Not that I want to beat up on David Brooks yet again, but he just doesn't stop....
The other flash I saw was at a Romney event at the Lincoln Financial Group in Concord. Romney had slipped away from the policy chunks of his stump speech and was talking about his success in business and in running the Olympics. He was talking about how you assemble a team of people with complementary skills. How you use data and analysis to replace opinion. How you set benchmarks and how often you should perform self-evaluation.I am far from the first to observe that while Romney is happy to talk himself up as a great businessman, venture capitalist, near-omnipotent being, etc., he actually does have experience which seems directly relevant to how he would operate if he were in charge of a unit of government. Yes, folks, although he seems to have blacked out that portion of his résumé, Romney actually was Governor of Massachusetts. We don't need to look at abstract theories of what he might do, because we can look at his actual track record.
It wasn’t impassioned or angry (he doesn’t do anger). But it was Romney losing himself in something he really cares about, and it opened up a vista of how government might operate.
Brooks deems the Republicans as having an "Uphill Struggle", commenting on this and another "flash" in which John McCain expressed frustration that his party isn't deemed credible - "Nobody trusts us to do what we say we’re going to do!".
The McCain and Romney flashes weren’t about policy. They weren’t part of the normal Republican vs. Democratic dynamic. They were about leadership, honor and intelligence. If Republicans are going to have a chance, it’ll be because, by focusing on the state of American politics, they reshape the battleground under everyone’s feet.To the extent that the McCain "flash" is about intelligence, it is perhaps the type of intelligence that Lincoln recognized. Bush ran on a platform claiming he "trusted" the American voters, yet his every action since has been illustrative of deep distrust of the voters. Much of his conduct in office, and that of his Vice President and advisors, has been contemptuous of the public's right to honest answers from government officials about even the most mundane of government matters. As for running government like a business? Some joke that Bush failed in every business venture in which he participated, save for his exceptionally profitable minor investment in the Texas Rangers, so perhaps taken literally he did run government in the same manner he would have run a business.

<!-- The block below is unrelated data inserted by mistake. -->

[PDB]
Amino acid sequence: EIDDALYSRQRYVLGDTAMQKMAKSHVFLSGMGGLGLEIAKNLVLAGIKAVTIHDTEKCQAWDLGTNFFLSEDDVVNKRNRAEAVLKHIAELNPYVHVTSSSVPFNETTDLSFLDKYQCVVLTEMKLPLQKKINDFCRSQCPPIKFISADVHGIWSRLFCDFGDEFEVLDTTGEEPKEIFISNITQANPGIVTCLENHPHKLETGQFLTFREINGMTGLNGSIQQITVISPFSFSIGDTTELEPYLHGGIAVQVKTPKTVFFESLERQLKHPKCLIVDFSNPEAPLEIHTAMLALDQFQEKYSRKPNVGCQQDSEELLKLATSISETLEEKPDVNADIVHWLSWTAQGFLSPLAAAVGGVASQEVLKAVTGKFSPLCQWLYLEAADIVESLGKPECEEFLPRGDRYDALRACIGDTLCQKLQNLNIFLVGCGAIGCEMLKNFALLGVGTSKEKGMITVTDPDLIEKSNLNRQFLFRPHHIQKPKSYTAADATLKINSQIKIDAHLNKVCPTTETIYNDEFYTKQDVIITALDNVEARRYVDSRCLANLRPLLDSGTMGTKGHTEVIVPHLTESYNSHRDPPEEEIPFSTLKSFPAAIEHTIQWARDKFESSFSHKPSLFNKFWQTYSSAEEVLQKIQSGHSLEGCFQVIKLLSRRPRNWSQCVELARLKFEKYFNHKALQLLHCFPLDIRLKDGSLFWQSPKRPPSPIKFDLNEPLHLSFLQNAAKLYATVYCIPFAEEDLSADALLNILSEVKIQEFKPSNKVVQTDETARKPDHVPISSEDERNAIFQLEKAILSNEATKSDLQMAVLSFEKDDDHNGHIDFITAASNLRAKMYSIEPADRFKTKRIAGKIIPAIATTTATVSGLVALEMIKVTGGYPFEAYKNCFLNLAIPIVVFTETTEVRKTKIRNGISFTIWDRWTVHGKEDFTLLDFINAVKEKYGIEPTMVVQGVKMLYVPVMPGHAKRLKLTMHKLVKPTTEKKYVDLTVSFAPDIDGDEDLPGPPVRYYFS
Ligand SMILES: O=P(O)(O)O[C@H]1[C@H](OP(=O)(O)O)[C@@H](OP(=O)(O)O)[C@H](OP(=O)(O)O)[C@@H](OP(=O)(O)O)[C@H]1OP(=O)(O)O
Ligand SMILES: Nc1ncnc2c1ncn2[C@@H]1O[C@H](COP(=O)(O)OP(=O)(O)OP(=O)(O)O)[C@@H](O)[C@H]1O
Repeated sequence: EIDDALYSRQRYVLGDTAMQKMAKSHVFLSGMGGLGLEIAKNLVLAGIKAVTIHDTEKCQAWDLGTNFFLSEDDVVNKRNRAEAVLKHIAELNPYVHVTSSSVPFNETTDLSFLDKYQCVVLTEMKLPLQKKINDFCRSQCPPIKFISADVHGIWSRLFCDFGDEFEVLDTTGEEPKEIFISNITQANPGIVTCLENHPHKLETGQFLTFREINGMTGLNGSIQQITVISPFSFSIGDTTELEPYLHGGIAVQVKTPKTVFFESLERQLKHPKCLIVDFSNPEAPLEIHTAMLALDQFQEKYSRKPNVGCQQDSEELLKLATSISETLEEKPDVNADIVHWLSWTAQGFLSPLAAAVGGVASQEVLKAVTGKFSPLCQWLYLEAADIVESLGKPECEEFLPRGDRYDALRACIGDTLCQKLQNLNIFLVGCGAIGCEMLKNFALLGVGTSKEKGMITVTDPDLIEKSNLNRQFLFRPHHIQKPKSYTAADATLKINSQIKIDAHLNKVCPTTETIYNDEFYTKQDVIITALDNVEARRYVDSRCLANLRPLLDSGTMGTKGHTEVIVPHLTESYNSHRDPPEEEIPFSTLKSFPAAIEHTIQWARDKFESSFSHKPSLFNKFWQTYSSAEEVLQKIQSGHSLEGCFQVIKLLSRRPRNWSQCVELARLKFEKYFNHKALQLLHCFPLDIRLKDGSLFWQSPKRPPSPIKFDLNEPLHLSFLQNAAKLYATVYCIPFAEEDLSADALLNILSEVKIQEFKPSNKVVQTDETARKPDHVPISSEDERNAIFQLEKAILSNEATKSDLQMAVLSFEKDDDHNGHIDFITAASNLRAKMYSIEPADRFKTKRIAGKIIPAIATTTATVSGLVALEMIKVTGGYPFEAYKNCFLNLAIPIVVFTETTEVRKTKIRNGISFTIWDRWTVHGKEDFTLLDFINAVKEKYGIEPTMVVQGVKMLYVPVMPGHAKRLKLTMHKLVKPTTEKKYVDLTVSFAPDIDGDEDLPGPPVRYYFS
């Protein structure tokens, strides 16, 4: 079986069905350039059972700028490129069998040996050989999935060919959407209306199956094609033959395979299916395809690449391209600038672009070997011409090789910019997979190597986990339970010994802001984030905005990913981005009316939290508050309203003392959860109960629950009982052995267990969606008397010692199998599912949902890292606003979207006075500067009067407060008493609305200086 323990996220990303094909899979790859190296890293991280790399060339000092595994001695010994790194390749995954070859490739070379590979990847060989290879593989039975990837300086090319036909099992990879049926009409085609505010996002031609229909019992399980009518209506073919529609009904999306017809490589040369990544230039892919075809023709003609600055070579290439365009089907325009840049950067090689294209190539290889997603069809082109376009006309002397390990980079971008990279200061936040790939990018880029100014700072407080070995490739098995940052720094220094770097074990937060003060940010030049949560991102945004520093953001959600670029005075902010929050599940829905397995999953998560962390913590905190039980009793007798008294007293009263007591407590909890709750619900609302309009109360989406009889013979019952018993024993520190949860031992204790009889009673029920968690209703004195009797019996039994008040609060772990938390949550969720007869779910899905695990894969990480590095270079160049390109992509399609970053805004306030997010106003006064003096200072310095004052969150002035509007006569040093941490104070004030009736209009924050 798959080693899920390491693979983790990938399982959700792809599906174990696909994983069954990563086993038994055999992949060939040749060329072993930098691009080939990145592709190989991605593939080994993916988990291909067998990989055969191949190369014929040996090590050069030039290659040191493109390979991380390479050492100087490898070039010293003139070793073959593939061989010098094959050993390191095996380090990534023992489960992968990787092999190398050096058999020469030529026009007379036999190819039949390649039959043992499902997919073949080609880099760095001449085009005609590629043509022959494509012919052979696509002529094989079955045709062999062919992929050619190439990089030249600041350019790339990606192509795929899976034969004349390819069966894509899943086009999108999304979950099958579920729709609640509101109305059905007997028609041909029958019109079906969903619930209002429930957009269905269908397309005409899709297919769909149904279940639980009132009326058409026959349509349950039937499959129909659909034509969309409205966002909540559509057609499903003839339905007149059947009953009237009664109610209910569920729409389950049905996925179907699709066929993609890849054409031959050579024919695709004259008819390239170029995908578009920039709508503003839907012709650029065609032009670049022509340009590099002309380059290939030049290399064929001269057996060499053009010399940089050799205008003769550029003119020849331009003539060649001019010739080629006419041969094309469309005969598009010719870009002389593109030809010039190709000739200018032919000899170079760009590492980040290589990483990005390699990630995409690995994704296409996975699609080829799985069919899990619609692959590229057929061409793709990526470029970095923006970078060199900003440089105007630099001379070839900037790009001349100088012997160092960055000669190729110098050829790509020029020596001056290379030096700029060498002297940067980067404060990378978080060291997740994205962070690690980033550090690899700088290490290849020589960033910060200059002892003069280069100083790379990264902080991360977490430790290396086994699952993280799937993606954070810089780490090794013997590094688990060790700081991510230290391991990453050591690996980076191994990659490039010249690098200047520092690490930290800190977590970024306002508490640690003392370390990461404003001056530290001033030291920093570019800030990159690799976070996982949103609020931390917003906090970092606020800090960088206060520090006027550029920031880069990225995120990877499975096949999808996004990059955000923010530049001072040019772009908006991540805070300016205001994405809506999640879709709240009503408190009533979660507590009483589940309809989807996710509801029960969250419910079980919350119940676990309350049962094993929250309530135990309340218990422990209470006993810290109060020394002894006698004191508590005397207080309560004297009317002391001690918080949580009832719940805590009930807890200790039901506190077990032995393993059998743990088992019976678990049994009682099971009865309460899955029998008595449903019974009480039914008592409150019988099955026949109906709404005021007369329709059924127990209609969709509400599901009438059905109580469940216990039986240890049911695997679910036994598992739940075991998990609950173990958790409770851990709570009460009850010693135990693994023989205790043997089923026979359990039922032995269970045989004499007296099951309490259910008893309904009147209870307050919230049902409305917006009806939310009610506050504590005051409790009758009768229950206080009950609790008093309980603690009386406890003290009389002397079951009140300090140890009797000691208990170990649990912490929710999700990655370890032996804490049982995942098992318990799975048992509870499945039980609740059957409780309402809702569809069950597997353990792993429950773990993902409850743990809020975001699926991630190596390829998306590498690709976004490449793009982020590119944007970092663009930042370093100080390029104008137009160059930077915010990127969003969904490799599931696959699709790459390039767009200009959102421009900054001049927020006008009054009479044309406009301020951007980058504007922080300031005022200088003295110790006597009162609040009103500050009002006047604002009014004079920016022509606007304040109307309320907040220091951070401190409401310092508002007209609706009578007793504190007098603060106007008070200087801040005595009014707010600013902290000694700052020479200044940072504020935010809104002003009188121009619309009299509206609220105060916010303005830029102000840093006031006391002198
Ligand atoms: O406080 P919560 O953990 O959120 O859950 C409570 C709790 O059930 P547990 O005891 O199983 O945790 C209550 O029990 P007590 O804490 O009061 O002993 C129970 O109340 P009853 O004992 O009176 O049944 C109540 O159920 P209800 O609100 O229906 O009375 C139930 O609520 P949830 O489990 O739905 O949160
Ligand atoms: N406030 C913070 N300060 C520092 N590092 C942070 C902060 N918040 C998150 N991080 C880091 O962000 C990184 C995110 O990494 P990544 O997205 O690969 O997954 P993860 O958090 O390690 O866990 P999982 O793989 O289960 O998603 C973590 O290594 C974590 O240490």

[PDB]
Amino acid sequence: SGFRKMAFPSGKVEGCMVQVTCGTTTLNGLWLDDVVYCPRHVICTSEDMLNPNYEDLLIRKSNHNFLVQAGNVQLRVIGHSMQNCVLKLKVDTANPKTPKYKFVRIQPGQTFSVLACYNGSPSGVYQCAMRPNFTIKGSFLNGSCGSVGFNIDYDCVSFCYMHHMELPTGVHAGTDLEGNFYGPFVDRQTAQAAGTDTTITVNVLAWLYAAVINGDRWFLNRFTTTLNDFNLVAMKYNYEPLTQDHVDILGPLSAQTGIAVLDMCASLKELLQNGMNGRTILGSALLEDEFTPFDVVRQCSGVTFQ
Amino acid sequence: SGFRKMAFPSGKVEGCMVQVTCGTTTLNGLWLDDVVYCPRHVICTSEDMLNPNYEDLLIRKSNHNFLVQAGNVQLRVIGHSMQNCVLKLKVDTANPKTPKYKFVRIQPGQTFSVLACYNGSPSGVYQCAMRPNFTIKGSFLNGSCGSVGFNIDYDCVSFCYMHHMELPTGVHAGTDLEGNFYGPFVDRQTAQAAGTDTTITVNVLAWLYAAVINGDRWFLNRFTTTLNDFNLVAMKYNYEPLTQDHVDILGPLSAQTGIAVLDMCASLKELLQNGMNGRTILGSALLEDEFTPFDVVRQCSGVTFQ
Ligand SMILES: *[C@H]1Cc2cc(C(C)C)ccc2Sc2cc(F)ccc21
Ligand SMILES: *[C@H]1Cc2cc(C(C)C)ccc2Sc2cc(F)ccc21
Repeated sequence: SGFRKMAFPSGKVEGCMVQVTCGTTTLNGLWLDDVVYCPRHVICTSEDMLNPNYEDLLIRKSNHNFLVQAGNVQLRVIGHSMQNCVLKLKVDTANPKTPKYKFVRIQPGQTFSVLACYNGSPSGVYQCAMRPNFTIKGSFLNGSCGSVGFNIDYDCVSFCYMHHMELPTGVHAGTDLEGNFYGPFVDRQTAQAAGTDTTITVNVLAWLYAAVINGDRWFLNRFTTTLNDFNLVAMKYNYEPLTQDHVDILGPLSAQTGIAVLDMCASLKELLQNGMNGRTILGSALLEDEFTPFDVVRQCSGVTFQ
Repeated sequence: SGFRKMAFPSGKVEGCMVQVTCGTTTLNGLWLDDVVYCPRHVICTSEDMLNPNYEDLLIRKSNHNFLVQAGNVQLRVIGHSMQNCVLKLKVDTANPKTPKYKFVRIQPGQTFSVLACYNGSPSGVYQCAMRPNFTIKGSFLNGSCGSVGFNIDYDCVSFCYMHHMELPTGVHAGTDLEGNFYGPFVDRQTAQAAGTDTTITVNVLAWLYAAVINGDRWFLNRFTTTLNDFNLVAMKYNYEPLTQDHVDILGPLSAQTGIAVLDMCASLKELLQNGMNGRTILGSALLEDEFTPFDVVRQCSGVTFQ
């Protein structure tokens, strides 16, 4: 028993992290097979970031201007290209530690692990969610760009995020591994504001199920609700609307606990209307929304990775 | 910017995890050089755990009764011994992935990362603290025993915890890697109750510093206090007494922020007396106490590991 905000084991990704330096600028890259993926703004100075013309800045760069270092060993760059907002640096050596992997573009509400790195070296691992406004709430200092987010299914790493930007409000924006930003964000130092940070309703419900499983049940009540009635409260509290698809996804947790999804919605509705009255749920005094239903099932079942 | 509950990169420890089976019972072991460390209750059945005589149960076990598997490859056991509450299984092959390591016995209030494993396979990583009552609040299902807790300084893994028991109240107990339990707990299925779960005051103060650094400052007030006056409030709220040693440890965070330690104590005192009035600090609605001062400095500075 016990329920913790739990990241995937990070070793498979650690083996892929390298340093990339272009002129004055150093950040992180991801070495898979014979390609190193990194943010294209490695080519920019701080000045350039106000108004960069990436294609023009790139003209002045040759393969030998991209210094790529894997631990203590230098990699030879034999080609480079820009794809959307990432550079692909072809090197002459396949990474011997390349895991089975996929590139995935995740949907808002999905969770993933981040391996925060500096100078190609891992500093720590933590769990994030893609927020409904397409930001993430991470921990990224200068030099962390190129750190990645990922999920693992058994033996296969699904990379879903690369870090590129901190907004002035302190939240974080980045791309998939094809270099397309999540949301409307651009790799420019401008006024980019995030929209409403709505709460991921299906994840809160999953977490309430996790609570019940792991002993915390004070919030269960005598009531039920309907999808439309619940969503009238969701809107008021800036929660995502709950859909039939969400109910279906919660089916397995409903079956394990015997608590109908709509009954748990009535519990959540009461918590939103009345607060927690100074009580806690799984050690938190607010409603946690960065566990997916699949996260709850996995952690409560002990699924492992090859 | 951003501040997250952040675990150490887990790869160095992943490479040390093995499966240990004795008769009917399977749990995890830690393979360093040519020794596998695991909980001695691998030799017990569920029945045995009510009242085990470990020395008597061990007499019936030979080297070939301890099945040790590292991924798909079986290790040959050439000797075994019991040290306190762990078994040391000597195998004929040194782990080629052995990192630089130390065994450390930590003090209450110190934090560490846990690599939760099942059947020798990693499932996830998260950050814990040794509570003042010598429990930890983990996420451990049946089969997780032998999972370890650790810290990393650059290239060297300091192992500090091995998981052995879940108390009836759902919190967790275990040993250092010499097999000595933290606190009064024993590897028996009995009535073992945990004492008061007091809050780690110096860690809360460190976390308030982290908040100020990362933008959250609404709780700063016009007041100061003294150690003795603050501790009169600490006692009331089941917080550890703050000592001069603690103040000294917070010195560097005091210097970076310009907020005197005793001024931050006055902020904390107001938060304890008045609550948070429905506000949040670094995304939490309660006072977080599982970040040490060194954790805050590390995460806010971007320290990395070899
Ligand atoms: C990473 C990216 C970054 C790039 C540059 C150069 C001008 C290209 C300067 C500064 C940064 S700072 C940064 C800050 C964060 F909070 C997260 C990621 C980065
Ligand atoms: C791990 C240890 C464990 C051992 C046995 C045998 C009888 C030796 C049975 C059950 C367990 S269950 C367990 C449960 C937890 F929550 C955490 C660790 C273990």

To pretend in the manner of Brooks that Romney's presentation shows that he "cares about" issues of organizational efficiency - an implicit argument that he'll "run government like a business" - without directly relating that claim to Romney's actual actions as Governor of Massachusetts, reflects either an astounding ignorance that Romney has been a governor or dishonesty.
The "flashes" were about leadership - the lack of it in the Republican Party and Bush White House. The "flashes" were about honor - again, the lack of it in the Republican Party and Bush White House. And the flashes were about intelligence - in McCain's case, a recognition of the consequence of trying to fool all of the people all of the time, and in the case of Romney and Brooks, the persistent belief that it remains possible.